I was recently released on a temporary leave with the condition of remaining silent, and until very recently I maintained my silence. However, the situation of the people and my country is such that I could no longer keep quiet and therefore I broke my silence and called for a united campaign demanding “No to executions and freedom of all political prisoners.” Shortly after, I received a phone call from the prosecutor’s office, demanding that I report back to the prison. Similar to my court proceedings and sentencing, this summoning was done outside of the legal frames, with the intent of silencing me, but I have chosen not to report to prison and instead am engaging in civil disobedience. My rights as stated in the international articles of the human rights (as well as the constitution of the Islamic Republic) have repeatedly been violated since 1999. If anyone should stand trial, it should be those who are in violation of denying not only my rights but the rights of many other political prisoners who have been denied their most basic legal, civil and human rights.
The United Nations General Assembly recently approved Iranian President Rouhani’s proposal known as “A World without violence and extremism." The Iranian leadership should begin by abiding by the terms of its own resolution, namely, “that a primary responsibility of each State is to ensure a peaceful and violence-free life for its people, while fully respecting their human rights without distinction of any kind, …..and …..respect for and protection of all human rights and fundamental freedoms of all persons as well as tolerance, the recognition and appreciation of others and the ability to live together with and to listen to others, form a sound foundation of any society and of peace.”
The United States and European Union may hope for a politically softer regime in Tehran as it happened in China despite its human rights record, but in a country such as Iran where the first declaration of human rights was created 2552 years ago, where only in the past 107 years two major freedom seeking revolutions have taken place, where today the most basic social freedoms such as how to dress and behave, are strictly limited and where a woman is considered half of a man, this is only wishful thinking.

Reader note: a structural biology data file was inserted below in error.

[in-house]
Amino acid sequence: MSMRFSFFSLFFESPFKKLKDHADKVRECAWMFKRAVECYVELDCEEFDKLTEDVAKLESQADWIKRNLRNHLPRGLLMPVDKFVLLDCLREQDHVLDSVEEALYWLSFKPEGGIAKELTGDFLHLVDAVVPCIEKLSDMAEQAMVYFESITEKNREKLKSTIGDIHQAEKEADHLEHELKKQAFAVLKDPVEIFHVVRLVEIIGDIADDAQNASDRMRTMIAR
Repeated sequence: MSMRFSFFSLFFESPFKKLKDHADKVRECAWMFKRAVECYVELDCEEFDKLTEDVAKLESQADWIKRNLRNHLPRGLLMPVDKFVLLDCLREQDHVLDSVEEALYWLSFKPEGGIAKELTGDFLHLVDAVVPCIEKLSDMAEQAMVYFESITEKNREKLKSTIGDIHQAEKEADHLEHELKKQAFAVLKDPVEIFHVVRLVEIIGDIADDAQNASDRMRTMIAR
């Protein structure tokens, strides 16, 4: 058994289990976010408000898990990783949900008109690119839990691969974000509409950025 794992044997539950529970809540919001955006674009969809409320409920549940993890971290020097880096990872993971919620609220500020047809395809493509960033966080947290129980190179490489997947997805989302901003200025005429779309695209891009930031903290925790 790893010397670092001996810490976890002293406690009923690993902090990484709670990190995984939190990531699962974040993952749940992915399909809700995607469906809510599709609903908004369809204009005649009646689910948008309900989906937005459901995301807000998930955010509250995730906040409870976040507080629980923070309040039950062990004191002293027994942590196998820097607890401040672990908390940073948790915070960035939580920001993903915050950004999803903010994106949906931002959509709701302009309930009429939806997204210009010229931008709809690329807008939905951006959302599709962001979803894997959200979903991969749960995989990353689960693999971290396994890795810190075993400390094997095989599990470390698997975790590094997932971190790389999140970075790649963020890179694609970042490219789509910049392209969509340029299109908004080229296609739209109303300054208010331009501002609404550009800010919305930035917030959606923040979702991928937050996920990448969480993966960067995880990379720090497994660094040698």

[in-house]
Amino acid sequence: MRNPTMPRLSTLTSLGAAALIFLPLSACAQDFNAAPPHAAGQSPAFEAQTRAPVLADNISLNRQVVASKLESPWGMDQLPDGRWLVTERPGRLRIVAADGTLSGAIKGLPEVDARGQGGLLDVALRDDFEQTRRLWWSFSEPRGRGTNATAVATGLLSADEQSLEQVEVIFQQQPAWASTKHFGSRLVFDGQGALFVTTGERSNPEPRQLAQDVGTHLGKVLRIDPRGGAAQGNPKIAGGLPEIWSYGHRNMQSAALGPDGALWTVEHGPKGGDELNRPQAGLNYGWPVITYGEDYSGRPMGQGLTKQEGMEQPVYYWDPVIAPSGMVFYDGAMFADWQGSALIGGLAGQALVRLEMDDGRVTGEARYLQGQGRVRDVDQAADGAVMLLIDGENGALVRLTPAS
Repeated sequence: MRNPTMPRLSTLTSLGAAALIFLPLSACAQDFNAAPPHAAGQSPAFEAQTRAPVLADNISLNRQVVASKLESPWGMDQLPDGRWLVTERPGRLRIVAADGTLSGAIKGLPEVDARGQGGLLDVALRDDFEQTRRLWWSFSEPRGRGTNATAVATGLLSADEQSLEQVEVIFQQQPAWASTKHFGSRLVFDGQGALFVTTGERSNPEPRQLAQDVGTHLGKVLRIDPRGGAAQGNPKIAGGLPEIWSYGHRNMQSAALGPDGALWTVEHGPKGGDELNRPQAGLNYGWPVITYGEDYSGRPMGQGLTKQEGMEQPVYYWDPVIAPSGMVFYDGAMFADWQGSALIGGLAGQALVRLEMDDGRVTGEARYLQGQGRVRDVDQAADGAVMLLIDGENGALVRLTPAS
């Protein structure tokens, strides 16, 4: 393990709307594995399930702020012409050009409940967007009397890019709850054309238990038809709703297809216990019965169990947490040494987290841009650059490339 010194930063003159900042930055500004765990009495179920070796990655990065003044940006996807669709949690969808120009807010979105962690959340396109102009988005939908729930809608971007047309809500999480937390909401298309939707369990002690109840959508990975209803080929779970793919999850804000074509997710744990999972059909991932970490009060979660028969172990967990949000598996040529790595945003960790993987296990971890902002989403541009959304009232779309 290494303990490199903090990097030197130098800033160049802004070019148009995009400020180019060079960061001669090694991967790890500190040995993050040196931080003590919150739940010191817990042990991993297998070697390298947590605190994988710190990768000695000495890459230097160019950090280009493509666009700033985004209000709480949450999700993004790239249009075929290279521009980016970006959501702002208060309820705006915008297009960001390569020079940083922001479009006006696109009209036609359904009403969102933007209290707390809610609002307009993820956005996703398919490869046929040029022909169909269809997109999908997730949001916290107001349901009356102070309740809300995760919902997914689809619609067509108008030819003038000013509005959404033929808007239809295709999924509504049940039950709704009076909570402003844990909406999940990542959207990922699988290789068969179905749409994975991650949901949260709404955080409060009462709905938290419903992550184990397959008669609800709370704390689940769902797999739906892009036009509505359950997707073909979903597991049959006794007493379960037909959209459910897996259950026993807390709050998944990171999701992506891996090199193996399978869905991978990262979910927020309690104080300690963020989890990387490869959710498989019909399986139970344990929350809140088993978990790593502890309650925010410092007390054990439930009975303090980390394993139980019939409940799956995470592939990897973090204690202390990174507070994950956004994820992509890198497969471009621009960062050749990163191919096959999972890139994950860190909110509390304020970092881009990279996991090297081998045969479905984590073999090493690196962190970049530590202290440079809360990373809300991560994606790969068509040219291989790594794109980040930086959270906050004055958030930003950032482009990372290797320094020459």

Iranian people, although short lived, have experienced secular democracy on different occasions and they will not tolerate for too long the religious, social and political limitations forced upon them, even if the major powers chose to turn a blind eye on their civil and human rights. The question is, on which side of the history the United States, President Obama and the major world powers will stand this time?
The 2009 Nobel Peace Prize was awarded to U.S. President Barack Obama for his "extraordinary efforts" to strengthen international diplomacy and cooperation between peoples. This did not mean only peace with the governments but also meant consideration for the peace and human rights of “The People.” Until the international community do not hold the government of Iran accountable for its actions against its own citizens, any agreements at the government levels while closing eyes to the fate of the Iranian nation and their legal , civil and human rights will neither be lasting nor complied with, because a government which violates the legal rights of its own people under its own and international laws will not have any hesitation in violating any other accords and agreements. North Korea is a recent example of that.
I therefore call for the leaders of the 5+1, the international community, organizations, activists and other government leaders to demand of the Iranian authorities to stop these senseless executions and to free all political prisoners. Mr. Nelson Mandela was recently honored by the international community as well as the Iranian government. However, Mr. Mandela’s struggles as a political activist and prisoner, only after being amplified by the pressures from the International community, resulted in his freedom and abolition of apartheid in South Africa. Today 50% of the Iranian population, the women, are facing gender apartheid; not to mention the violation of the basic rights of minorities, ethnicities and many others.
Today I am free with my family while you can make a difference, but tomorrow may be too late.
(Thumbnail on PJM homepage based on a modified Shutterstock.com image.)